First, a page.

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Biodiversity and

climate change
ICLEI 2008
Local & Regional Authorities for Biodiversity 2010

• Global climate change and biodiversity loss are connected: when the climate
changes, particular species will disappear from their current habitat and new
species will appear.
• Conversely, biodiversity management can be an important means for helping
slow down climate change and its impacts.
• Local and regional governments can benefit in many ways from integrating
biodiversity management into climate protection and adaptation strategies.

Climate change will result in biodiversity change

Over the course of history, ing out existing species in wild flowers. Examples of the
ecosystems have always had those areas. In other cases urban impacts of such spe-
to adapt to changing cli- warming will cause species cies changes are:
matic conditions. The cur- to shift their ranges upwards
• Loss of trees in streets,
rent rate of climate change, along altitudinal gradients, gardens and parks, as
however, is higher than ever with the same effect. changing temperatures
recorded. It is now obvious add stress and reduce
Changing temperatures will
that humans have impacted their resilience to pests;
also influence their repro-
biodiversity loss - directly
ductive cycles, their growth • Loss of species and dam-
through the destruction
patterns and, also as a result age of (municipal) forests,
of habitats, and indirectly
of range shifts, the interac- reducing economic gains
through climate change. as well as recreational
tion between species. All this
Current rates of climate values;
may occur over time frames

change have already re- as short as decades. • Risk of collapsing waste
sulted in species composi- water treatment systems
tion changes. As the climate Affected species are likely to as micro-organisms are
warms up or cools down, include those to which hu- vulnerable to temperature
many local species have to mankind has attached vari- differences;
shift from their current habi- ous values (e.g. cultural em- • Damages to flora and fau-
tat to areas better suited to blems, indigenous crops, na through the immigrat-
their needs. This means that plants that typically mark the ing of (alien) species;
with rising average tempera- landscape). This will also in- • Risks to human health
tures many species will expe- clude wild plants that are lo- through the immigration
rience a range shift towards cally used, such as medici- of disease carrying insects
the poles, potentially push- nal herbs, mushrooms and such as mosquitoes.
Cities can help species adapt to climate change

Changes to local biological and action needs to include pitable landscape, many
diversity and species com- the creation of networks of species will not be able to Some changes that will
position poses tremendous protected areas. This will in- survive climatic changes as occur in ecosystems
challenges to conservation crease the ‘connectivity’ of as a result of climate
they cannot migrate to other
the landscape and enable change:
planning and implementa- areas.
tion. Common conservation species to gradually shift • Accelerated habitat
Local and regional authori-
practices need to be revised from their current habitats to loss: Small islands of
ties can restructure their
in order to accommodate the more suitable ones. habitats may not be
urban development plans
current and future challeng- able to sustain them-
Cities and towns in fact have and zoning to allow for the
es resulting from climate selves as the climate
an important function as gradual creation of biodiver- changes;
habitat corridors for flora sity corridors, for example
• Changes in range: The
If rapid and irreversible and fauna. If biodiversity can along linear infrastructure el-
geographical range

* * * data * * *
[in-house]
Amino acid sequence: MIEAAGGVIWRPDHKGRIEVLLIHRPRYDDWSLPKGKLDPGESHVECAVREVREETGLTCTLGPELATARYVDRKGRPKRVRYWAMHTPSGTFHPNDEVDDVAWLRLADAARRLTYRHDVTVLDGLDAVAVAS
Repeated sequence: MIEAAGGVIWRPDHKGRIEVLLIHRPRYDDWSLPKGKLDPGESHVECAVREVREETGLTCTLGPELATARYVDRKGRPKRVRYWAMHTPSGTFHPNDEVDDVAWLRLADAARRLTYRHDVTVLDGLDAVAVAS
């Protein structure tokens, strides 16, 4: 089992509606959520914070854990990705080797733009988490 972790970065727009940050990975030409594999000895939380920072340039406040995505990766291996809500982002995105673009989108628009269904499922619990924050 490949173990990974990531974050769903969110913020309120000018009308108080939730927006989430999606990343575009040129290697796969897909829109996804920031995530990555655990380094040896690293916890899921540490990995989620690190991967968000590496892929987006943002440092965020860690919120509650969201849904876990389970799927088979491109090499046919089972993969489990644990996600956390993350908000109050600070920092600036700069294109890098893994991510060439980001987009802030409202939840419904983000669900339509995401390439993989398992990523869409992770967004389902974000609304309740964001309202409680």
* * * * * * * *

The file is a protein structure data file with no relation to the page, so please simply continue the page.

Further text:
change in biodiversity is to exist only in mere ‘islands’ ements such as rivers, roads of many species will
be avoided, conservation within an otherwise inhos- and railway lines. move towards the
strategies need to focus poles or higher in
more on supporting the altitude (CBD 2003);
species’ natural capacity to
• Increased extinction
adapt to change. Beyond rates: Many spe-
a morale obligation to act, cies that are already
helping species to adapt may threatened are likely to
also avoid the loss of impor- become extinct;
tant ecosystem services and • Changes in physiol-
the cultural and economic ogy: For example
values attached to particular reproduction timings,
species. duration of growth
season for plants.
At the local and regional
level, conservation planning ICLEI 2008

Biodiversity can help protect the climate

Biodiversity also plays a cru- amount of this greenhouse Increasing the green areas more humid microclimate,
cial but often underestimat- gas, which is most responsi- in densely populated areas which is particularly relevant
ed role in the mitigation of ble for global warming. does not only contribute to in hot climates and seasons.
climate change. Mitigation global climate protection. Investing in global climate
The release of CO2 through
refers to actions that reduce Trees and other vegetation protection will quickly pay off
deforestation and land use
the extent of global warm- also help improve the local locally and improve the qual-
change accounts for as much
ing. The biological diversity air quality, provide shade ity of life in cities and towns.
as 25% of total human-in-
of ecosystems is a key factor and lead to a cooler and
duced greenhouse gas emis-
in ensuring the natural proc- sions. Maintaining local
esses undertaken by ecosys- biodiversity and increasing
tems. urban green space, in par-
One of these processes is ticular forest areas, therefore
growth. As they grow, plants, are significant and effective
fungi and soil bacteria work contributions towards pro-
together to bind carbon diox- tecting the global climate.
ide gas from the atmosphere Apart from conserving green
into the soil, wood and other areas, local and regional
organic matter. This proc- authorities can provide the
ess ‘sequesters’ carbon di- regulatory framework for en-
oxide from the atmosphere, couraging vegetation growth
thereby helping to reduce the on private properties. ICLEI 2008
Biodiversity management is vital for human adaptation to climate change
As the climate changes, ex- impact of climate-related cally simple and inexpensive to focus on technological,
treme weather events such disasters on human settle- measures can result in tre- socio-economic and eco-
as storms, floods, droughts ments depends considerably mendous benefits. While na- logical support mechanisms
and heat waves are expected on the ability of local and tional governments in many alike. Conserving healthy